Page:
6 tailgating tips to avoid food poisoning

1. Keep it clean.

  • Wash your hands with soap and running water (warm or cold) for at least 20 seconds before preparing, eating, and handling food—especially after passing the TV’s germy remote control! Also wash your hands after using the bathroom and touching pets.
  • Wash your cutting boards, dishes, utensils, and countertops with hot, soapy water after preparing each food item.
  • Rinse produce under running water, including those with inedible skins and rinds. For firm-skin fruits and vegetables, rub by hand or scrub with a clean vegetable brush while rinsing.

2. Cook it well.

  • Use a food thermometer to test Super Bowl party favorites, like chicken wings and ground beef sliders, and any other meat or microwaved dishes on your menu.
    • Make sure chicken wings (and any other poultry) reach a minimum internal temperature of 165°F and that any ground beef sliders or burgers reach 160°F.
    • Microwave leftovers to 165°F to get rid of harmful bacteria.
  • Refer to the Safe Minimum Cooking Temperatures chart for the “rest time” of meats—the period after cooking that some meats need to rest before serving to ensure that germs are killed.
    • Good news for your super-hungry guests: chicken wings and ground beef sliders don’t require rest times!

3. Keep it safe.

  • If preparing food in advance, divide cooked food into shallow containers and store in a refrigerator or freezer until the party begins. This encourages rapid, even cooling…and discourages pre-party nibblers.
  • Getting takeout or delivery?[228 KB] Make sure to keep hot foods hot, and cold foods cold.
  • Hold hot foods at 140°F or warmer. Use chafing dishes, slow cookers, and warming trays to keep food hot on the buffet table.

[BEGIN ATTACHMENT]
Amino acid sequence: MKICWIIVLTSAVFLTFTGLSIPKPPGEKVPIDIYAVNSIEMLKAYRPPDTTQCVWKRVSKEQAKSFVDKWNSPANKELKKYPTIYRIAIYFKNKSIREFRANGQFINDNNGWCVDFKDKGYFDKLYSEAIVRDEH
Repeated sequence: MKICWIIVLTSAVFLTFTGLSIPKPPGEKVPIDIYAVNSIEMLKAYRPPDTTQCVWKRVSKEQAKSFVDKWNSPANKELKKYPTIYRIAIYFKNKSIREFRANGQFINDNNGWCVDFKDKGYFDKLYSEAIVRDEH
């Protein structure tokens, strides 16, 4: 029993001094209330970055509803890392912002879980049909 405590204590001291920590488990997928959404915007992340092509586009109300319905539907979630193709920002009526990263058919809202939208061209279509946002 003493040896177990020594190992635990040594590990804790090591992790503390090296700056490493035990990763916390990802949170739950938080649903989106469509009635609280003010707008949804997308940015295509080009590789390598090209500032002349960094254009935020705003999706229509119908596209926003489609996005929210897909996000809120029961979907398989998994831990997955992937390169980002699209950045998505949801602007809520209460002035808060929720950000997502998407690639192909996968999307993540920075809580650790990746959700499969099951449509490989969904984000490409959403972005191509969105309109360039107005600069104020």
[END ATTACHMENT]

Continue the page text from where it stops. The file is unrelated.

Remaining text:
• Maintain cold foods, like salsa and guacamole, at 40°F or colder. Use small service trays or nest serving dishes in bowls of ice, replacing ice often.
  • Large pots of food, such as soups or stews, and large cuts of meats, such as roasts or whole poultry, should be divided into small quantities for refrigeration to allow them to cool quickly and minimize time in the temperature “danger zone” between 40°F and 140°F.

4. Watch the time.

  • Follow recommended microwave cooking and standing times.
    • “Cold spots”—areas that are not completely cooked—can  harbor germs.
    • Always follow directions for the “standing time,” the extra minutes that food should stand in the microwave to complete the cooking process. Then check the internal temperature with a food thermometer.
  • Track the time that food stays on the buffet.
    • Sideline any perishable foods that have been out at room temperature for two hours or more.

5. Avoid mix-ups.

  • Separate raw meats from ready-to-eat foods like veggies when preparing, serving, or storing foods.
  • Offer guests serving utensils and small plates to discourage them from eating directly from the bowls with dips and salsa.

6. Get it to-go.

  • Discard any perishable foods on the buffet for two hours or more.
  • Divide leftovers into smaller portions or pieces, place in shallow containers, and refrigerate.
  • Leftover foods should be refrigerated at 40°F or below as soon as possible and within two hours of preparation. It’s OK to put hot foods directly into the refrigerator.
  • Refrigerate leftovers for three to four days at most. Freeze them if you won’t be eating the leftovers sooner.
  • Leftovers should be reheated to at least 165°F (74°C) before serving.
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